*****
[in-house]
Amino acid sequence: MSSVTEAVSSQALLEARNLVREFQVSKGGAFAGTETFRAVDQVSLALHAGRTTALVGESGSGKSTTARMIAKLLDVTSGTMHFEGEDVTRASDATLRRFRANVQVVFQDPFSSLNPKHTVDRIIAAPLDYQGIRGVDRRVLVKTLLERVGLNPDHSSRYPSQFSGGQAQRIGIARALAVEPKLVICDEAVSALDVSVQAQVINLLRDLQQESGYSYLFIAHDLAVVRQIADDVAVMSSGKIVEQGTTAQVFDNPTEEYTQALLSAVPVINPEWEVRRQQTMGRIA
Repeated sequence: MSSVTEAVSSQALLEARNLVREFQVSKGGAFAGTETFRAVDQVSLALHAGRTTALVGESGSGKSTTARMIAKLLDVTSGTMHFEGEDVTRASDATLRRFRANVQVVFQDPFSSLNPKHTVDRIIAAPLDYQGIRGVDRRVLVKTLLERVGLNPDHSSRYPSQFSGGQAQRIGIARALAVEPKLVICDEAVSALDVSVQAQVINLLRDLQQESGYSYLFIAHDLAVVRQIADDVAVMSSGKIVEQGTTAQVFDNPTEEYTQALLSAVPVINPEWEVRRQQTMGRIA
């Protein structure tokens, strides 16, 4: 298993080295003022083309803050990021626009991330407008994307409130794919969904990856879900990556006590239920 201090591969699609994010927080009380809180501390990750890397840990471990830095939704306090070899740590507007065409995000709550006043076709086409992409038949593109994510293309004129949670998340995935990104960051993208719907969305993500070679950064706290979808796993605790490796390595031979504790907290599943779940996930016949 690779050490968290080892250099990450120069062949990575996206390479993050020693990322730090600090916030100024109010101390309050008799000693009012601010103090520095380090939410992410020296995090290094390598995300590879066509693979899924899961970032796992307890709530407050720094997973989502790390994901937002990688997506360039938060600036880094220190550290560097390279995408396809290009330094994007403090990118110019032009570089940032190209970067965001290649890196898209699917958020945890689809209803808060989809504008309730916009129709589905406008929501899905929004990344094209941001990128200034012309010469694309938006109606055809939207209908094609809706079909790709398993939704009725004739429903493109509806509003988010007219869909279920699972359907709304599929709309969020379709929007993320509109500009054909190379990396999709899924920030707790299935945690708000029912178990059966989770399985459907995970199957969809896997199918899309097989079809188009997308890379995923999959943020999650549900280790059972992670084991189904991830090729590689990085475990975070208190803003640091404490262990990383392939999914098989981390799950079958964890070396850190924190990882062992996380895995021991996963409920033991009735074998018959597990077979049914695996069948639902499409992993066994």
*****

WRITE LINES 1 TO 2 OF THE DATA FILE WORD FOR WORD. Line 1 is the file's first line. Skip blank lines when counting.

[in-house]
Amino acid sequence: MSSVTEAVSSQALLEARNLVREFQVSKGGAFAGTETFRAVDQVSLALHAGRTTALVGESGSGKSTTARMIAKLLDVTSGTMHFEGEDVTRASDATLRRFRANVQVVFQDPFSSLNPKHTVDRIIAAPLDYQGIRGVDRRVLVKTLLERVGLNPDHSSRYPSQFSGGQAQRIGIARALAVEPKLVICDEAVSALDVSVQAQVINLLRDLQQESGYSYLFIAHDLAVVRQIADDVAVMSSGKIVEQGTTAQVFDNPTEEYTQALLSAVPVINPEWEVRRQQTMGRIA